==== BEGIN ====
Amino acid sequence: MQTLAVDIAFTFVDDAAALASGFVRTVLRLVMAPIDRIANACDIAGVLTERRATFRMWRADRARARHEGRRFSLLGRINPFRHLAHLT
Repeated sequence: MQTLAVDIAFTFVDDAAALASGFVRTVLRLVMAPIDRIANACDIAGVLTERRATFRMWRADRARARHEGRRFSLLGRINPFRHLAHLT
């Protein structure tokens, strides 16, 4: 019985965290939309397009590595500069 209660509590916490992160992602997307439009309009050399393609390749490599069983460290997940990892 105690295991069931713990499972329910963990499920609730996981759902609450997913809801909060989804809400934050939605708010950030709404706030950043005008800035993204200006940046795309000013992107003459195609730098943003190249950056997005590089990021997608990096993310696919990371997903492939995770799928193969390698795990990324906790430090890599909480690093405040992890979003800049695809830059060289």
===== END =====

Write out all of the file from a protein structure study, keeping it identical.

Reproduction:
Amino acid sequence: MQTLAVDIAFTFVDDAAALASGFVRTVLRLVMAPIDRIANACDIAGVLTERRATFRMWRADRARARHEGRRFSLLGRINPFRHLAHLT
Repeated sequence: MQTLAVDIAFTFVDDAAALASGFVRTVLRLVMAPIDRIANACDIAGVLTERRATFRMWRADRARARHEGRRFSLLGRINPFRHLAHLT
């Protein structure tokens, strides 16, 4: 019985965290939309397009590595500069 209660509590916490992160992602997307439009309009050399393609390749490599069983460290997940990892 105690295991069931713990499972329910963990499920609730996981759902609450997913809801909060989804809400934050939605708010950030709404706030950043005008800035993204200006940046795309000013992107003459195609730098943003190249950056997005590089990021997608990096993310696919990371997903492939995770799928193969390698795990990324906790430090890599909480690093405040992890979003800049695809830059060289």